Older couples pay nearly €5,000 less tax on average income
Big differences between income of over-65s and younger people due to tax, study finds
A person aged 65 or over is exempt from income tax where their total income is less than €18,000 for a single person or €36,000 for a couple
People over 65 pay almost €5,000 a year less in tax on an average income of €36,000 than younger people earning the same amount, a study has found.
The research, by think tank Public Policy.ie, looked at the treatment of people aged 65 and over in terms of income tax, universal social charge (USC) and Pay Related Social Insurance (PRSI). The tax advantages for older people are in addition to other benefits such as free travel and medical cards.
A person, aged 65 or over, is exempt from income tax where their total income is less than €18,000 for a single person or €36,000 for a couple. This means an elderly married couple jointly earning €36,000 pay €4,716 less in tax than a younger couple with the same income who are in the PAYE system.
The study, funded by Atlantic Philanthropies, finds the tax differential is similar for self-employed people with the advantage particularly noticeable with higher incomes. Elderly single people do not fare quite as well with a single person on €20,000 having an extra €994 and one with an income of €30,000 getting an extra €2,235.
A variety of elements in the tax code combine to give such advantages to older people. The study points out that anyone aged 65 or over at any time during the tax year qualifies for an age credit of €245 for a single person and €490 for a couple (only one of them needs to be 65 or over).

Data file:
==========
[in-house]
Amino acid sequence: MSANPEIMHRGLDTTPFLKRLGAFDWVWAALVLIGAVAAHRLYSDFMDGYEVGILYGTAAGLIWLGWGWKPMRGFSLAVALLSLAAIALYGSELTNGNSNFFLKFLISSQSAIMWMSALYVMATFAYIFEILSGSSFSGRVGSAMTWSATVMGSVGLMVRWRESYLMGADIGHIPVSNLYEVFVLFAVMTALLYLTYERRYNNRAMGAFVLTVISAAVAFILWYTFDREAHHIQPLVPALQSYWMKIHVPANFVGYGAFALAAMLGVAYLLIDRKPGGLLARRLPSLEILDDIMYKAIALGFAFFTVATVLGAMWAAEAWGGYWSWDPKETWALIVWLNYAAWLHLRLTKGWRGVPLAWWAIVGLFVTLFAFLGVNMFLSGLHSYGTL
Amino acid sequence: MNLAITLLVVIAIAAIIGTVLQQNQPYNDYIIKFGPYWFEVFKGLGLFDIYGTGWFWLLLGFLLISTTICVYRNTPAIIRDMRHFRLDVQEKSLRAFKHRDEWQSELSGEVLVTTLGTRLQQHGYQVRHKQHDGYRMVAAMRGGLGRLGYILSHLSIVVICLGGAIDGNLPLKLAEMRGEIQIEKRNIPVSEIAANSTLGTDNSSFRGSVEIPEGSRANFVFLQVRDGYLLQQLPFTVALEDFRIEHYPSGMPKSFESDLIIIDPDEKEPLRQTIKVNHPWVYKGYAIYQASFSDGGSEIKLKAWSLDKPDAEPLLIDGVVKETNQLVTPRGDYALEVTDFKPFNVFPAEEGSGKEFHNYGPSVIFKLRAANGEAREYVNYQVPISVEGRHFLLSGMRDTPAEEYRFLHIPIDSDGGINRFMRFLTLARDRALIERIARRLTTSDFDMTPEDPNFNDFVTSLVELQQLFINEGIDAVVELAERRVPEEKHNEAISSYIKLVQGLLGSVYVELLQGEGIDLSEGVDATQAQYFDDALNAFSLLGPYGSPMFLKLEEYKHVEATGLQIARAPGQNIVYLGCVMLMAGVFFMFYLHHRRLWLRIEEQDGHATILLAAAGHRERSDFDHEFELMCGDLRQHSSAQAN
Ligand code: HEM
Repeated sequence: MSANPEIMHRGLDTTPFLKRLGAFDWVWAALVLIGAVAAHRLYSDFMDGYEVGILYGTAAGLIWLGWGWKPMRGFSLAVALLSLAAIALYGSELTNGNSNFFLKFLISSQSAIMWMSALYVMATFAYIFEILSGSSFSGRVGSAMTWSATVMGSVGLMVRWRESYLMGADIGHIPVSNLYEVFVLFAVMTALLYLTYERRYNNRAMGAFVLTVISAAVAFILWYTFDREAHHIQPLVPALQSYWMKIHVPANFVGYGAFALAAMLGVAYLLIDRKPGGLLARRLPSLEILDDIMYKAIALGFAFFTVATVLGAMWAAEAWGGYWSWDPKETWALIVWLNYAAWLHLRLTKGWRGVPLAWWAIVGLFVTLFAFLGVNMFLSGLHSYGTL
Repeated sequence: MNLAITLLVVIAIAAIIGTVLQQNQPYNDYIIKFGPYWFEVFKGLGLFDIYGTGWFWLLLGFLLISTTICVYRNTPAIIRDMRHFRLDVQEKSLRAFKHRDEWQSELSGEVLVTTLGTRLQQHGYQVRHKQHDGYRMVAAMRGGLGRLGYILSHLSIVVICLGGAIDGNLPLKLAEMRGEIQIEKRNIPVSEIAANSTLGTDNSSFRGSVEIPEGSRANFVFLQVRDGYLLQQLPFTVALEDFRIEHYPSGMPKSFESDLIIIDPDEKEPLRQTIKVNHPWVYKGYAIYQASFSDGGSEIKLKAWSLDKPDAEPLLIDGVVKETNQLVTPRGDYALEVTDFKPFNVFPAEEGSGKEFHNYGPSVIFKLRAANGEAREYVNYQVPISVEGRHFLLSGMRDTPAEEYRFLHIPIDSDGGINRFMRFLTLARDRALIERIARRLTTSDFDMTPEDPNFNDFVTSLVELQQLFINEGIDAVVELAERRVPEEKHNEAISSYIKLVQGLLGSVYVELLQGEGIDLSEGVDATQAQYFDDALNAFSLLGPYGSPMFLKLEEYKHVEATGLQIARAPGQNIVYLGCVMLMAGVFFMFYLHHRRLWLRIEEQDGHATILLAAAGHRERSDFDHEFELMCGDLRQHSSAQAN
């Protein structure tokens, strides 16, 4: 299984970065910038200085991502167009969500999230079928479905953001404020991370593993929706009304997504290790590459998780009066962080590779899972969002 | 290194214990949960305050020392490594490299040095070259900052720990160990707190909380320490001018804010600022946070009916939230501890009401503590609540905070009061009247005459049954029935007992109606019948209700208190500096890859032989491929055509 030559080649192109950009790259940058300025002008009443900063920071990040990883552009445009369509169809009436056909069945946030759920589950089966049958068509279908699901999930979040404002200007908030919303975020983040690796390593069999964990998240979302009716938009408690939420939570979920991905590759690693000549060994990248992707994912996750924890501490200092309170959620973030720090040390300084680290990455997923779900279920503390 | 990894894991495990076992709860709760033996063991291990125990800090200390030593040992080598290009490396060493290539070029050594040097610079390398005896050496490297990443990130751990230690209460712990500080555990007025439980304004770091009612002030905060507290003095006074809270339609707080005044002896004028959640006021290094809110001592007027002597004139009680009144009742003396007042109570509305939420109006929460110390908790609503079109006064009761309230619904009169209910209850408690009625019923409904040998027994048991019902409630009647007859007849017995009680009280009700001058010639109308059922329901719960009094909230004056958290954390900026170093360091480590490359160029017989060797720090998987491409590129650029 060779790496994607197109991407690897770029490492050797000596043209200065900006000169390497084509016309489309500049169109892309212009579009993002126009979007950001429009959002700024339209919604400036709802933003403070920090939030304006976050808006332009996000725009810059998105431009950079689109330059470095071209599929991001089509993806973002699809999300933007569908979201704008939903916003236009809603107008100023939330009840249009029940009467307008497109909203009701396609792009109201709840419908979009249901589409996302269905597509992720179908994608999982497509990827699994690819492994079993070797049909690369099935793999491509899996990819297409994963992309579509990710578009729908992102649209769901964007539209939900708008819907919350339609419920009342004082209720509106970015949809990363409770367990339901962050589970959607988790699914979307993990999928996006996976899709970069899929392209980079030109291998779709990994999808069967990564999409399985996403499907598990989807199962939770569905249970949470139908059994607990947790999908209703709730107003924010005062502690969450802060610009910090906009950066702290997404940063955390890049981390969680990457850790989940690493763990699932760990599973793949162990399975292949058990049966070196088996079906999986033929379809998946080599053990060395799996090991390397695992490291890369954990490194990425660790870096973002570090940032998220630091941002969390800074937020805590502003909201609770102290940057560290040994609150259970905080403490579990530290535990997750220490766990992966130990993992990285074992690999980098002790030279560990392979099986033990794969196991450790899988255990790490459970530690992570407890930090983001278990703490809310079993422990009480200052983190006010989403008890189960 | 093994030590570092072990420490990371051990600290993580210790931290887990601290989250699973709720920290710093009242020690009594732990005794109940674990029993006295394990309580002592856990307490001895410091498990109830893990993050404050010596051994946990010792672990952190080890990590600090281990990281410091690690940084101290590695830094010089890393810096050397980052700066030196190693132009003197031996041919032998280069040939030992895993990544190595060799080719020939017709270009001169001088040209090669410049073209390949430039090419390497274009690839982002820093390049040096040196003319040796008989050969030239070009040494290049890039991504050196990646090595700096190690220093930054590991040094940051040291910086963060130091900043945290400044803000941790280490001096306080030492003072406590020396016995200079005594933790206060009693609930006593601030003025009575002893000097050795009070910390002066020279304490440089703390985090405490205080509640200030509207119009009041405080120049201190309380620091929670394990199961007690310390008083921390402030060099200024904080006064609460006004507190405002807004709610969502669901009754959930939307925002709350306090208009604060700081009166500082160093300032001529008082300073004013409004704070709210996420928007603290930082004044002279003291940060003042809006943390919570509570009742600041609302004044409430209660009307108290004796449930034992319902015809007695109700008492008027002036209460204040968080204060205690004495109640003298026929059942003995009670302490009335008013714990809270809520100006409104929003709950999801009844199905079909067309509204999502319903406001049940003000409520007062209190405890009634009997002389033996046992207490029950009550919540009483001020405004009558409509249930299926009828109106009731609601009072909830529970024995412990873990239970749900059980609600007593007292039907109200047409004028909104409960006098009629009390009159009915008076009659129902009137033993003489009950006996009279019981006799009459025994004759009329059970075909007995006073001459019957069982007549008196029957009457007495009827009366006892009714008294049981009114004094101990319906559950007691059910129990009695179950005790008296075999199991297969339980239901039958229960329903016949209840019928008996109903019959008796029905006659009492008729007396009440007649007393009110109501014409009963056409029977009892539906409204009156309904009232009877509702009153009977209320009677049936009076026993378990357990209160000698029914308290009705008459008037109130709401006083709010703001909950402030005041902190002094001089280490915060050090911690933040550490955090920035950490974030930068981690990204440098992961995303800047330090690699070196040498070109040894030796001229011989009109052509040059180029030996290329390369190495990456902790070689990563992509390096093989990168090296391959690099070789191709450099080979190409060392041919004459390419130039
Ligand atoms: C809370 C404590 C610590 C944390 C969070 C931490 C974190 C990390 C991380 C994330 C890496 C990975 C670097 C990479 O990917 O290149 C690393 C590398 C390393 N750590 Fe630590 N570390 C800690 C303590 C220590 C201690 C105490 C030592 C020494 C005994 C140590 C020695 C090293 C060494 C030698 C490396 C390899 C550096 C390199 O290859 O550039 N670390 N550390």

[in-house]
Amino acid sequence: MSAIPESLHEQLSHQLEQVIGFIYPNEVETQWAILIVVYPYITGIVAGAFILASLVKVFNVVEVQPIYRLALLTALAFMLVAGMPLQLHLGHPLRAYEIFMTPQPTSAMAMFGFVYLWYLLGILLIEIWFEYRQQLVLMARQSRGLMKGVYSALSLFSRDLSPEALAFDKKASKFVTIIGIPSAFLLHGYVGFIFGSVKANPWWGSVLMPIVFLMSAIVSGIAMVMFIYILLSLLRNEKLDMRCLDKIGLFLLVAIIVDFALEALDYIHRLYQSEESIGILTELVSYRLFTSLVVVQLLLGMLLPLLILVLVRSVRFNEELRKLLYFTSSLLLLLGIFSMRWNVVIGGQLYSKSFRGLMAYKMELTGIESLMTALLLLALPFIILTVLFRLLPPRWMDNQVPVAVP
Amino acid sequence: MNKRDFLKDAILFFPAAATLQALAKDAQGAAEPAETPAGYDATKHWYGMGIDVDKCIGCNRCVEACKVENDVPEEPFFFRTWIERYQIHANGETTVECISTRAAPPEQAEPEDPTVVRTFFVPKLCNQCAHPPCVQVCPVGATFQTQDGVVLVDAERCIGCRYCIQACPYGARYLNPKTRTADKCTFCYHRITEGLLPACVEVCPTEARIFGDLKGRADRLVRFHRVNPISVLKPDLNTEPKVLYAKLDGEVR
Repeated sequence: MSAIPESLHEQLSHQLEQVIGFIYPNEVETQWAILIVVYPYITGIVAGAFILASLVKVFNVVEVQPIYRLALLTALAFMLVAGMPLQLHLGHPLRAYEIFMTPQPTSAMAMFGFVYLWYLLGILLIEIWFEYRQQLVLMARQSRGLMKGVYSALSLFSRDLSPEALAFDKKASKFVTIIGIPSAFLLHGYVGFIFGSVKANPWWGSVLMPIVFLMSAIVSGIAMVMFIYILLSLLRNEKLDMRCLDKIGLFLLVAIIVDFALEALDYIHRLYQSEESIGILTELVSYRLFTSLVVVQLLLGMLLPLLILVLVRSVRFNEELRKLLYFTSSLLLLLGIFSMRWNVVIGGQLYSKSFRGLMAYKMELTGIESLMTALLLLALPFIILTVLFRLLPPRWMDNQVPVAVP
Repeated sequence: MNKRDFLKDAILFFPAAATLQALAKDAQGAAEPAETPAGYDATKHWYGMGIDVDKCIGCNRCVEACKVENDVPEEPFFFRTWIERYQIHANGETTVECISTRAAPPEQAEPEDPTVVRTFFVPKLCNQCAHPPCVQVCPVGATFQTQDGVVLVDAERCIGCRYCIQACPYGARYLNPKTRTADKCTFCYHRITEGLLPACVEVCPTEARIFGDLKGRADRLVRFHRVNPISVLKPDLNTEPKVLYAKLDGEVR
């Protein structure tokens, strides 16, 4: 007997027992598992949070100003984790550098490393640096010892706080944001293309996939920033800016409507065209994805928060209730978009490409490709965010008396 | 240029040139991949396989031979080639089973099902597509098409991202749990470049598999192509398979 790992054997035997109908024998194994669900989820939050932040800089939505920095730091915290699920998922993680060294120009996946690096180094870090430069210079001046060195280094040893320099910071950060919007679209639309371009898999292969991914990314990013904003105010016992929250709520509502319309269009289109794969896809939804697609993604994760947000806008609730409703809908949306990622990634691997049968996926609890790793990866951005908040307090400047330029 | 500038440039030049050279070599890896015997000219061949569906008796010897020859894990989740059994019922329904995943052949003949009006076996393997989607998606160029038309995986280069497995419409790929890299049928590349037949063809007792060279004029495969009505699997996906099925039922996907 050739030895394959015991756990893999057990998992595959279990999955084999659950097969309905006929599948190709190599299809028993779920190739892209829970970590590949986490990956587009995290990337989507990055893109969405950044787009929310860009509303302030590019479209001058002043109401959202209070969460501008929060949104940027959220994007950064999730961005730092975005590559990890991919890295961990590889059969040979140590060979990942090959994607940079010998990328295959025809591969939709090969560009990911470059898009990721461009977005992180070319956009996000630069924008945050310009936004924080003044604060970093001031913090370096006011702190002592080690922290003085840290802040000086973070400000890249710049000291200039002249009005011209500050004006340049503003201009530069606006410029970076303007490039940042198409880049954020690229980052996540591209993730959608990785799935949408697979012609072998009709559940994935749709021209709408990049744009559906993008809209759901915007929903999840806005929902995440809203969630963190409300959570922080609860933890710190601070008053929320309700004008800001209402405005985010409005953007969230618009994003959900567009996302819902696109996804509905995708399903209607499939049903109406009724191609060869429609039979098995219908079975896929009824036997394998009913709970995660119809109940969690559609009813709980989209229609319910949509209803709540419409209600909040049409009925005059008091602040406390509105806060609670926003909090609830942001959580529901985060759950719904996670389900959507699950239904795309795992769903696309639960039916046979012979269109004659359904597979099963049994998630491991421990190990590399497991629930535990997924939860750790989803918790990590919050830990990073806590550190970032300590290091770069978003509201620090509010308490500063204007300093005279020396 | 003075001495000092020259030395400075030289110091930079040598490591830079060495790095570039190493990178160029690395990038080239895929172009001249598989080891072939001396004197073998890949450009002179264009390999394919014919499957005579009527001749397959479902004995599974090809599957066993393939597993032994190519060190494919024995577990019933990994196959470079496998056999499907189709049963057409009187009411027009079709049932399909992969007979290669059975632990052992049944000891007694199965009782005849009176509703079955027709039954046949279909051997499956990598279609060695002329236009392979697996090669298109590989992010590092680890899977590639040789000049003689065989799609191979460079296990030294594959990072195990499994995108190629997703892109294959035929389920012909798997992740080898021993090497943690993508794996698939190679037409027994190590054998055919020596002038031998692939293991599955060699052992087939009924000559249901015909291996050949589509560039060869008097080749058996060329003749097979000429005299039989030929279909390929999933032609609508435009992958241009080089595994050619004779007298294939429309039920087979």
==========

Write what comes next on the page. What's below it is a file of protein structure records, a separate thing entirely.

Where their income is above these exemption limits, the tax is capped at 40 per cent of the excess provided the income does not exceed twice the limit.
The State pension (like all social protection payments) is exempt from USC even though it is regarded as income for the purposes of income tax. There is also special treatment when it comes to PRSI with people of pensionable age not liable for the charge.
The study concludes that, while a measure of preferential treatment of older people may have public and political support, the question arises about whether such stark differences in tax liability for people on the same income are justified.
The fact that a greater proportion of over-65s vote than any other age group has an impact on political debate. This was evident in the run-up to the recent budget when the Government was under strong pressure from Fianna Fáil and the Independents to increase the old age pension by €5 a week.